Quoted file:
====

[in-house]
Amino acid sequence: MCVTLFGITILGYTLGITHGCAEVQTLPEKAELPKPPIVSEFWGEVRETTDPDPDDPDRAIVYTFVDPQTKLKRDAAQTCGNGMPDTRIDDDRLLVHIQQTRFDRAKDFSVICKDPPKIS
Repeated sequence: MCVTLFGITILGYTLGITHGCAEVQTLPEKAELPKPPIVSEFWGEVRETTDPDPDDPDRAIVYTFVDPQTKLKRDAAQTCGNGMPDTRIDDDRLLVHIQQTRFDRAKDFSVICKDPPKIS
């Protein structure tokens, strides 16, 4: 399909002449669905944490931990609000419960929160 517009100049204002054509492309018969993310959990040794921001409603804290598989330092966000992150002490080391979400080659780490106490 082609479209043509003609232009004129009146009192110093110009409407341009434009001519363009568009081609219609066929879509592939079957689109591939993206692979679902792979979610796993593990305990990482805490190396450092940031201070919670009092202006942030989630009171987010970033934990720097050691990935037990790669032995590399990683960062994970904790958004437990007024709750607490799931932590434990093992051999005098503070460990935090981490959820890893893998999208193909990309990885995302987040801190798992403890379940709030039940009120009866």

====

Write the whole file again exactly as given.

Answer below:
[in-house]
Amino acid sequence: MCVTLFGITILGYTLGITHGCAEVQTLPEKAELPKPPIVSEFWGEVRETTDPDPDDPDRAIVYTFVDPQTKLKRDAAQTCGNGMPDTRIDDDRLLVHIQQTRFDRAKDFSVICKDPPKIS
Repeated sequence: MCVTLFGITILGYTLGITHGCAEVQTLPEKAELPKPPIVSEFWGEVRETTDPDPDDPDRAIVYTFVDPQTKLKRDAAQTCGNGMPDTRIDDDRLLVHIQQTRFDRAKDFSVICKDPPKIS
């Protein structure tokens, strides 16, 4: 399909002449669905944490931990609000419960929160 517009100049204002054509492309018969993310959990040794921001409603804290598989330092966000992150002490080391979400080659780490106490 082609479209043509003609232009004129009146009192110093110009409407341009434009001519363009568009081609219609066929879509592939079957689109591939993206692979679902792979979610796993593990305990990482805490190396450092940031201070919670009092202006942030989630009171987010970033934990720097050691990935037990790669032995590399990683960062994970904790958004437990007024709750607490799931932590434990093992051999005098503070460990935090981490959820890893893998999208193909990309990885995302987040801190798992403890379940709030039940009120009866």